Mike and I spent much of last week in Nauvoo. This corresponded to a brief window of warmth in our unusually chilly and snowy winter here in the Midwest. Nauvoo was where I first became fascinated with church history as a teenager, and I always love returning to this quiet little town on an isolated stretch of the Mississippi.
On Thursday I woke soon after sunrise to find the town shrouded in a thick fog. Even in the summertime, when the grass is green, the trees are full of leaves, and the streets with tourists, Nauvoo is somewhat barren. After all, only a few buildings remain from the 1840s boom town and these are separated by wide, empty blocks.
The William Marks home.
Mike and I were fortunate enough to be staying in the historic William Marks home, across the street from Joseph Smith’s Red Brick Store. Marks was President of the High Council and one of the natural choices to succeed Joseph after the martyrdom. Marks, however, never sought to lead himself, deferring to Sidney Rigdon’s claim to the presidency. He later broke with Rigdon and joined, in turn, with James J. Strang and then Charles B. Thompson, before ultimately recognizing Joseph Smith III. Marks served as first counselor in the First Presidency of the RLDS Church (now Community of Christ) until his death.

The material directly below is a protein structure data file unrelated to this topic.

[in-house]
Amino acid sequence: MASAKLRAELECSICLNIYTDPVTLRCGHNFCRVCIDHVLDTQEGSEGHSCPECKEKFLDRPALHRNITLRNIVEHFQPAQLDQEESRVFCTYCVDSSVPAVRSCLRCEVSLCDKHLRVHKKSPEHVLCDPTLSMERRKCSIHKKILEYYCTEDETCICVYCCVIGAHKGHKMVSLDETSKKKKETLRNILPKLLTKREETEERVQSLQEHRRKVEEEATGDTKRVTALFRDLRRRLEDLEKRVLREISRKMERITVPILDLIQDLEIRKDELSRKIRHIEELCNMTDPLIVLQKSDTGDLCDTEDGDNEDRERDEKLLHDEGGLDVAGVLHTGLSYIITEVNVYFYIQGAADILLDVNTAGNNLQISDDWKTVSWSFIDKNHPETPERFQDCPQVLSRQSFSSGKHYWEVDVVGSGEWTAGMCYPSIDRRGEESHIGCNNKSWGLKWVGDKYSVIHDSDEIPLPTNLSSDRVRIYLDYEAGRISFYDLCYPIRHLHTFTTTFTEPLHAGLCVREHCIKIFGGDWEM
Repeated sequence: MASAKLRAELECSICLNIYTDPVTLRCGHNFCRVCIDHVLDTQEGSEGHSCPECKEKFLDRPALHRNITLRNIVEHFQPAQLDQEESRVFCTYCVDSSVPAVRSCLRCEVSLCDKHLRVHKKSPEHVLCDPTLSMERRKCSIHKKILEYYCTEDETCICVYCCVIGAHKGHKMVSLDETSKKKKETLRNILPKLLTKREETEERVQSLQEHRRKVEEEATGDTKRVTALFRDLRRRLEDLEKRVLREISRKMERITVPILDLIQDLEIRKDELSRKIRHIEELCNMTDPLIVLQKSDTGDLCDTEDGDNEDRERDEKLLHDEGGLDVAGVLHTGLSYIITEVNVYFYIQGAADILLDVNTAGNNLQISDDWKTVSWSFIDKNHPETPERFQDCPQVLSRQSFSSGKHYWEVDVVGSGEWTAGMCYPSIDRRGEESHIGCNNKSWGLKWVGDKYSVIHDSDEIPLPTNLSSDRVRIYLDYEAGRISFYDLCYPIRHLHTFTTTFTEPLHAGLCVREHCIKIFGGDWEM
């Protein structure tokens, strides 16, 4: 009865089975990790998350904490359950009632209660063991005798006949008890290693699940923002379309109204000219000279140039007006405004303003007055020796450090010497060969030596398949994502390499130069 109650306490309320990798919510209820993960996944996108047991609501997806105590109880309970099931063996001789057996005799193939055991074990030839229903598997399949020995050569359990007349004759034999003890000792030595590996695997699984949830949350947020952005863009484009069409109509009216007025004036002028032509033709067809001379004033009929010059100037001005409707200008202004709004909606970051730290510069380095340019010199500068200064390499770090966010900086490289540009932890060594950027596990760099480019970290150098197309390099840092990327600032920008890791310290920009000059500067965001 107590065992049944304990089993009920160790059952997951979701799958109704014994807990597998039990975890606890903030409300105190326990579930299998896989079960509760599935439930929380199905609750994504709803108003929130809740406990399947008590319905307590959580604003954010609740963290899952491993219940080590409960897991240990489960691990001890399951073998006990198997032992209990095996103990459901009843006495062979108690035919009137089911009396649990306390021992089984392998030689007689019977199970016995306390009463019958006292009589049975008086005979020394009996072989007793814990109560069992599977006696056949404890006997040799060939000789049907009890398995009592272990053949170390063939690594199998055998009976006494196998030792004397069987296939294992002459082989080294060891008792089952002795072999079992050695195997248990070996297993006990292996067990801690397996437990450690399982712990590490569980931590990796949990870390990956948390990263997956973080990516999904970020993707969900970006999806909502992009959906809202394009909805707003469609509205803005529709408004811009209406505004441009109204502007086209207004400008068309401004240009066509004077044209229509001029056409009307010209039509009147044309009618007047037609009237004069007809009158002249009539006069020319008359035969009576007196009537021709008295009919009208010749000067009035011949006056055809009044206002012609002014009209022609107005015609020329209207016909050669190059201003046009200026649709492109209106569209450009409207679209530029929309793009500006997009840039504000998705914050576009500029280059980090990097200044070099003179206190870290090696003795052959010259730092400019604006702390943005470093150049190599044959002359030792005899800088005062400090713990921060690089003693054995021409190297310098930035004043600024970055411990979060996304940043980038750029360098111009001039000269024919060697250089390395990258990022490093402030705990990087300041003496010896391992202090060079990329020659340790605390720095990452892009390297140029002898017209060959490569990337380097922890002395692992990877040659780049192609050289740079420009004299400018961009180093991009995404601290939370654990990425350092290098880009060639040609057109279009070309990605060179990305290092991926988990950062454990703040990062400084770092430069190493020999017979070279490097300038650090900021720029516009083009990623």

On this wintry morning, the town was filled only with mist. The silence struck me with a feeling of beautiful desolation.
The Seventies Hall seen from the Marks home.
A typical home surviving from the Mormon period.
Joseph Smith’s Red Brick Store as seen from the river.
The temple shrouded in mist.
Even though the town was originally abandoned by most of the Saints 163 years ago, this was the first trip that I believed I could feel the empty city that visitors found remarkable in the late 1840s and 50s. And even though it was desolate, I still found it beautiful.